• Rowing boat in the sea If you’re having problems keeping a child or a number of children on the mat how about this game? During my Yoga sessions I ask the children to visualise the mat as their rowing boat and the floor space as the sea. The only way to get to the shore is through practicing good strong asana’s and listening to instructions. If we don’t listen then we get stranded at sea. I promise It works!

  • Sound the bell Thich Nhat Hanh gives lessons and teachings on listening to the bell during his talks at his residence in Plum Village France. This is such a wonderful practice to adopted at any age, although the earlier the better. When the bell sounds it’s important to stop everything. Teaching children this will bring them a true sense of silence and awareness especially if the atmosphere is over charged and maybe slightly uncontrollable. The vibration of the bell has a profound effect on the whole being. First try it at home and see, it’s a wonderful way to cleanse your space and auric field.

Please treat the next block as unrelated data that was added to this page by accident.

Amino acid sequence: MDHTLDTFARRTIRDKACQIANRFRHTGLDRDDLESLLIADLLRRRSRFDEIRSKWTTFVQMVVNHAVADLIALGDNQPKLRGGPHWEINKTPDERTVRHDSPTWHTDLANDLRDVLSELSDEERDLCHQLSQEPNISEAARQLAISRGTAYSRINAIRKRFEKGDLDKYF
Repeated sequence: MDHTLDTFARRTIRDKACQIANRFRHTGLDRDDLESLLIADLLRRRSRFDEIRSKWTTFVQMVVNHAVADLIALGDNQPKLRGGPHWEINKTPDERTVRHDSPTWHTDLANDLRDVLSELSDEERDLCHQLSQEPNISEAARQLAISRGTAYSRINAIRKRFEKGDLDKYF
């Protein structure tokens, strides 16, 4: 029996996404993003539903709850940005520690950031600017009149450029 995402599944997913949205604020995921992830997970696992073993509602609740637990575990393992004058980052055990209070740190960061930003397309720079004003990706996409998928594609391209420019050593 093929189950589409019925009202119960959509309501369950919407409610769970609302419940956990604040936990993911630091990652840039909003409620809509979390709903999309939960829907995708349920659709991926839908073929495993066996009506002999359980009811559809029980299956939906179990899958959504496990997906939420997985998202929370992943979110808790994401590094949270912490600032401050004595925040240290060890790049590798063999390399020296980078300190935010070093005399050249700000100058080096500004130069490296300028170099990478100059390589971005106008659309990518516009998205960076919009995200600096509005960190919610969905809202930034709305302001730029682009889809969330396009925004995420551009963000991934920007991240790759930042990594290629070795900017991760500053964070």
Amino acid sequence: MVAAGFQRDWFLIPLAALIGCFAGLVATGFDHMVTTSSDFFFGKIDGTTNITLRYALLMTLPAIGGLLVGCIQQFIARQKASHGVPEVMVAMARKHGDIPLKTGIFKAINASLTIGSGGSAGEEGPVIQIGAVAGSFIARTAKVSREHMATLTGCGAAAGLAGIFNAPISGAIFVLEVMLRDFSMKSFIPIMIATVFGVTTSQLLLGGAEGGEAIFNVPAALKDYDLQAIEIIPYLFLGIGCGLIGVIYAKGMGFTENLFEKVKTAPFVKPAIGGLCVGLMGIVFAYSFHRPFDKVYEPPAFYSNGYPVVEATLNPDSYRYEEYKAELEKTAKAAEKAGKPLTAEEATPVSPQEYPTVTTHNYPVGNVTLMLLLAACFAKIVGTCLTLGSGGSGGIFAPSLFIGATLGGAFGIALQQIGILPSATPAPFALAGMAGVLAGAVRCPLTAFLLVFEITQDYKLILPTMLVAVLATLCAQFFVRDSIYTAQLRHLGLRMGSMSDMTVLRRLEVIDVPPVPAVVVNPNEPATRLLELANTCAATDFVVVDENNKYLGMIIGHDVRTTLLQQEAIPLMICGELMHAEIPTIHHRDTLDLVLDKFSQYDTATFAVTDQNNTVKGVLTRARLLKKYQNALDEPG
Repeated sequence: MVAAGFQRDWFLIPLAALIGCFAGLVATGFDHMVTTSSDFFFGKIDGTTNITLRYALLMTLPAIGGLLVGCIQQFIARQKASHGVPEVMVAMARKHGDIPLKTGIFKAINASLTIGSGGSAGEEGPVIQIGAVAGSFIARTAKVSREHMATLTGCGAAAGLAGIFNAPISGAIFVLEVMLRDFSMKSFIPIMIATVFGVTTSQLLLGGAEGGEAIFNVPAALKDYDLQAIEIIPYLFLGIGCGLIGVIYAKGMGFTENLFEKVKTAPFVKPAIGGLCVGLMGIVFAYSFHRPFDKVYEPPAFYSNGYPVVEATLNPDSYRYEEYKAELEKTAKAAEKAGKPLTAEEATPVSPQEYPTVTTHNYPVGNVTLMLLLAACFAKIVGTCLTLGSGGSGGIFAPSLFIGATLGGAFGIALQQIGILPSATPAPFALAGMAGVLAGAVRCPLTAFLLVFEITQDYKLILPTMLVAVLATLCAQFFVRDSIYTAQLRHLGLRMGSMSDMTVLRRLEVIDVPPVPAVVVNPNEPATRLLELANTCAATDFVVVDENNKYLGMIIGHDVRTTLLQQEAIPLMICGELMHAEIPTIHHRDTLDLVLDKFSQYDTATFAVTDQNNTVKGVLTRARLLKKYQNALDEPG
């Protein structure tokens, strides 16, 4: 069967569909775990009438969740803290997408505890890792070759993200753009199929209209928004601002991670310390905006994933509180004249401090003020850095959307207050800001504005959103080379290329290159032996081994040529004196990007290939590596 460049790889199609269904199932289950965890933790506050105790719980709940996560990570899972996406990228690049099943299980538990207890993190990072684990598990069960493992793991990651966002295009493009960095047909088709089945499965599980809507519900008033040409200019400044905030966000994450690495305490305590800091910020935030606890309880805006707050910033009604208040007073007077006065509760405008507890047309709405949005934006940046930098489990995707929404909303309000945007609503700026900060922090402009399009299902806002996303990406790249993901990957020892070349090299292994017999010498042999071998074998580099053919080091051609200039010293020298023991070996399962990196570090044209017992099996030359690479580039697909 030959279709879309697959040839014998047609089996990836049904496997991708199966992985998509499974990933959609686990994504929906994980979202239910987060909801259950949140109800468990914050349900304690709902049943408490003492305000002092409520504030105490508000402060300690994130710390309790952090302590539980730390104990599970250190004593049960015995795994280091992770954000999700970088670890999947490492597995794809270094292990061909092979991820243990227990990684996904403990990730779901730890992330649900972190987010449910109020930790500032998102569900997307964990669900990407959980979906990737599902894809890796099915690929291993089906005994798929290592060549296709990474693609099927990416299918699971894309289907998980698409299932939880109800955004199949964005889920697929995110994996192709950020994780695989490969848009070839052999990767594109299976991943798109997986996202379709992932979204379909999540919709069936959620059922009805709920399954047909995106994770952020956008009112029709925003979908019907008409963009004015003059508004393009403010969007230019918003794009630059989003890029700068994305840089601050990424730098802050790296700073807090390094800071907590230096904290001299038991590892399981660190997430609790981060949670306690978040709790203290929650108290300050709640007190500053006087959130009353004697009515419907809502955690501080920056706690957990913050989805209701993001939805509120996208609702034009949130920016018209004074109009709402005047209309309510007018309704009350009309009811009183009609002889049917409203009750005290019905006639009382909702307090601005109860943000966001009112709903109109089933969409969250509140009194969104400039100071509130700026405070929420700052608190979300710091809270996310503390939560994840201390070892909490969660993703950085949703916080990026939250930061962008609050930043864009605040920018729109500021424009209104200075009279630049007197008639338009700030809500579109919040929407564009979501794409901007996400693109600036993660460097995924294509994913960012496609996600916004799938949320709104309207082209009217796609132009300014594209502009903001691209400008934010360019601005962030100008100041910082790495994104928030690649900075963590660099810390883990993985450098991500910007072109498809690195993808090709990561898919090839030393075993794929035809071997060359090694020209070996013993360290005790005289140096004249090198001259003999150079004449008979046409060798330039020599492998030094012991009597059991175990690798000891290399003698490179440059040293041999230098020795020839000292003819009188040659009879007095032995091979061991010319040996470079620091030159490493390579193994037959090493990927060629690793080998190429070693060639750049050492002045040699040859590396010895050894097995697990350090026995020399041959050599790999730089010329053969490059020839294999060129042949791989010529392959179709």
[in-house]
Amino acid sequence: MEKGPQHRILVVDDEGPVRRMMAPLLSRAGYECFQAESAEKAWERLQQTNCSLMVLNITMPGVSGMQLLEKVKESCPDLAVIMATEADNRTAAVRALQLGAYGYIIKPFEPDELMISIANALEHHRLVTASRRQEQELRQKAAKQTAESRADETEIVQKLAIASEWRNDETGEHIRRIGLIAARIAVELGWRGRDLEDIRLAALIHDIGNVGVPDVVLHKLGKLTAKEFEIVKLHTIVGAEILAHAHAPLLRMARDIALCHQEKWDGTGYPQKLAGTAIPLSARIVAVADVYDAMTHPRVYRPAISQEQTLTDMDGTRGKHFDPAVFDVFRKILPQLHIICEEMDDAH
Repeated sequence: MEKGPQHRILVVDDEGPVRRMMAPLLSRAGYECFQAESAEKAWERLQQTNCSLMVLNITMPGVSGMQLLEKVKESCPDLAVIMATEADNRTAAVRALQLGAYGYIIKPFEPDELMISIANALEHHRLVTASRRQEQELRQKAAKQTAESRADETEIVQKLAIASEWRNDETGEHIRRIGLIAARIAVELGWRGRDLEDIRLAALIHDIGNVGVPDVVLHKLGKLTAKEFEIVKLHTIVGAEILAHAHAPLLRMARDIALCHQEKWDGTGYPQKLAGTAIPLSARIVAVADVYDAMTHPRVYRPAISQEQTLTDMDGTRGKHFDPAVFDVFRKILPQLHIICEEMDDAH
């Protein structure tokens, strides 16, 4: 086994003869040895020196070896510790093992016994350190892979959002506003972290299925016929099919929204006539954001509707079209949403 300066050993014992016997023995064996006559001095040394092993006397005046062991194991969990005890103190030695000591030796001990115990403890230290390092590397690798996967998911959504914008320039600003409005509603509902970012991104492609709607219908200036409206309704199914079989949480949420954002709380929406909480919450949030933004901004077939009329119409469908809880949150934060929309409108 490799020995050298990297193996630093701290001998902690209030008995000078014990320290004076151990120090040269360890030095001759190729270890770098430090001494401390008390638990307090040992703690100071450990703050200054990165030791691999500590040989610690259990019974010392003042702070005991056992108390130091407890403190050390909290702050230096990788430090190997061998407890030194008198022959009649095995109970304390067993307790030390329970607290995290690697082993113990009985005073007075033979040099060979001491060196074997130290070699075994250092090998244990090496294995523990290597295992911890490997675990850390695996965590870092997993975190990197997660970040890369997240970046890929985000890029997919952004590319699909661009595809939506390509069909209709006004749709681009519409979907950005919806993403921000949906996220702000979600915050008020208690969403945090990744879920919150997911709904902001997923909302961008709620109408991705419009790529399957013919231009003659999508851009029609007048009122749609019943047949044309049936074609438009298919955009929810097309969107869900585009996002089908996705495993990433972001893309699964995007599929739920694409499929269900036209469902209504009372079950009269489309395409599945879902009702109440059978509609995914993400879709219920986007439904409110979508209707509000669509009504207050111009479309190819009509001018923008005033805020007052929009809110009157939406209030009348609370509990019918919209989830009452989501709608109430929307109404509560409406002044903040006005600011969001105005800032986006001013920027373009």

• Stickers and I’m (not) sticking to it Ok, I can see the benefits of stickers during a class situation and I’m certainly not here to disrespect any method that may work for you. However my view is that not only do the stickers have to become a weekly event once introduced to the class and a major focus for the children but they also bring an air of competitiveness to the Yoga practice itself and as Yoga teachers is that what we really want to encourage?

  • Control If you’re having difficulty with one particular child how about giving them a 2 minute slot of control. Ask them if they would like to help teach an asana with your help. This will encourage the child’s self esteem and help communication between teacher and student.